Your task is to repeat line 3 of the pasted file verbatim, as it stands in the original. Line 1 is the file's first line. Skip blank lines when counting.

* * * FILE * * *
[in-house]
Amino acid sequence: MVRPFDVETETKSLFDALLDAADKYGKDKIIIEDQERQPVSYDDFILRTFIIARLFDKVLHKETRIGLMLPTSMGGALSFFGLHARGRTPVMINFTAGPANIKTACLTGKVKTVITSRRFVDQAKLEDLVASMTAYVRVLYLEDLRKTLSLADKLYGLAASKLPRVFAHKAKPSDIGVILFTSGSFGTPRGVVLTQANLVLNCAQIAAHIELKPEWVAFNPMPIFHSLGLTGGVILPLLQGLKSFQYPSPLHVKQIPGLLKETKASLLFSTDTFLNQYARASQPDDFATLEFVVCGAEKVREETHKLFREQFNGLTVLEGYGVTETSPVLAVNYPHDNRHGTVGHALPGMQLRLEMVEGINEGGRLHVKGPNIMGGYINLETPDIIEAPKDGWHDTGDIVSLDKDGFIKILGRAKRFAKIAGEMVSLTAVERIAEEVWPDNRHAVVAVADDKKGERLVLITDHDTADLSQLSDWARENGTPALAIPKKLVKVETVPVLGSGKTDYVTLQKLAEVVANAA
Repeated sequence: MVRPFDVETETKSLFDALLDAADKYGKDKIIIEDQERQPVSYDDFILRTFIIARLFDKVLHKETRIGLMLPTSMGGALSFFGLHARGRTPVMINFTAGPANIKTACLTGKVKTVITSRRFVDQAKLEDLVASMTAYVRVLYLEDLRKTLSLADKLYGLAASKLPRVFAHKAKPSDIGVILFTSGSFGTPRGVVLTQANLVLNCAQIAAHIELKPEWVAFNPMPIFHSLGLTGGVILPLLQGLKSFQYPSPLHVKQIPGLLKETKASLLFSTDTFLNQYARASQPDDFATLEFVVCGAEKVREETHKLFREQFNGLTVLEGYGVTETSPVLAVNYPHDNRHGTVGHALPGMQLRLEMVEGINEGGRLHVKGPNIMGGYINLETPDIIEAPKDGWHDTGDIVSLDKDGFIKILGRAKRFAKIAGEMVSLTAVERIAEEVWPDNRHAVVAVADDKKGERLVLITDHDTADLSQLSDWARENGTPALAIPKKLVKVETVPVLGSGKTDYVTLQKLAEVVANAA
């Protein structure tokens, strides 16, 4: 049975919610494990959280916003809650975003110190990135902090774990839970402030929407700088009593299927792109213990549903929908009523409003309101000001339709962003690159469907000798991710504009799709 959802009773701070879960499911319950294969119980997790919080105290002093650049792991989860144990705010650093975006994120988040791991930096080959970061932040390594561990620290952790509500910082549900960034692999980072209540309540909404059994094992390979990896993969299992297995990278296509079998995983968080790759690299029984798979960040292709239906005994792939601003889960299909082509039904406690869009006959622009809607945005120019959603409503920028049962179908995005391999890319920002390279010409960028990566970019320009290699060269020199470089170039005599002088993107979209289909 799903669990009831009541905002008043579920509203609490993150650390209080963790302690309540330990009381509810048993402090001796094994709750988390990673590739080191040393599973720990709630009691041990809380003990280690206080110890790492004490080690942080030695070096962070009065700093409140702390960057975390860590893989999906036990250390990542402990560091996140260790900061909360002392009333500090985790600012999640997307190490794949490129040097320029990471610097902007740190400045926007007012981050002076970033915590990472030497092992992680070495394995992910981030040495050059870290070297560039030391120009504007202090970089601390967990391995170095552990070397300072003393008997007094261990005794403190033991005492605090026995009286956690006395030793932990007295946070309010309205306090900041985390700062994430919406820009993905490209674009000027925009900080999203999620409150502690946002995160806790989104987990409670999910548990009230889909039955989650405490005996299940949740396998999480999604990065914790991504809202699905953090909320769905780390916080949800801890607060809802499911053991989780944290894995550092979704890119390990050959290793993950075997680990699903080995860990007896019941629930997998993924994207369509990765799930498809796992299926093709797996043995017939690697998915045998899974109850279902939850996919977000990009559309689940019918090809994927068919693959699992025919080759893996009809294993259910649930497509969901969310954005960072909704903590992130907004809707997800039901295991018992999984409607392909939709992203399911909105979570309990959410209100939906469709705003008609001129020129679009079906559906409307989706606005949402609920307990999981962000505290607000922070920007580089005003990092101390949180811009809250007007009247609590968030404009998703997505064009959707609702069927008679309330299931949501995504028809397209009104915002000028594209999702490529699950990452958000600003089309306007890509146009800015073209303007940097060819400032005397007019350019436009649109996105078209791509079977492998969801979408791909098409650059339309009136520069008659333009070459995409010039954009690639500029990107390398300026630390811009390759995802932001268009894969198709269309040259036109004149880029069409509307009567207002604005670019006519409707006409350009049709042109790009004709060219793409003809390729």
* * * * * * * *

Repeated sequence: MVRPFDVETETKSLFDALLDAADKYGKDKIIIEDQERQPVSYDDFILRTFIIARLFDKVLHKETRIGLMLPTSMGGALSFFGLHARGRTPVMINFTAGPANIKTACLTGKVKTVITSRRFVDQAKLEDLVASMTAYVRVLYLEDLRKTLSLADKLYGLAASKLPRVFAHKAKPSDIGVILFTSGSFGTPRGVVLTQANLVLNCAQIAAHIELKPEWVAFNPMPIFHSLGLTGGVILPLLQGLKSFQYPSPLHVKQIPGLLKETKASLLFSTDTFLNQYARASQPDDFATLEFVVCGAEKVREETHKLFREQFNGLTVLEGYGVTETSPVLAVNYPHDNRHGTVGHALPGMQLRLEMVEGINEGGRLHVKGPNIMGGYINLETPDIIEAPKDGWHDTGDIVSLDKDGFIKILGRAKRFAKIAGEMVSLTAVERIAEEVWPDNRHAVVAVADDKKGERLVLITDHDTADLSQLSDWARENGTPALAIPKKLVKVETVPVLGSGKTDYVTLQKLAEVVANAA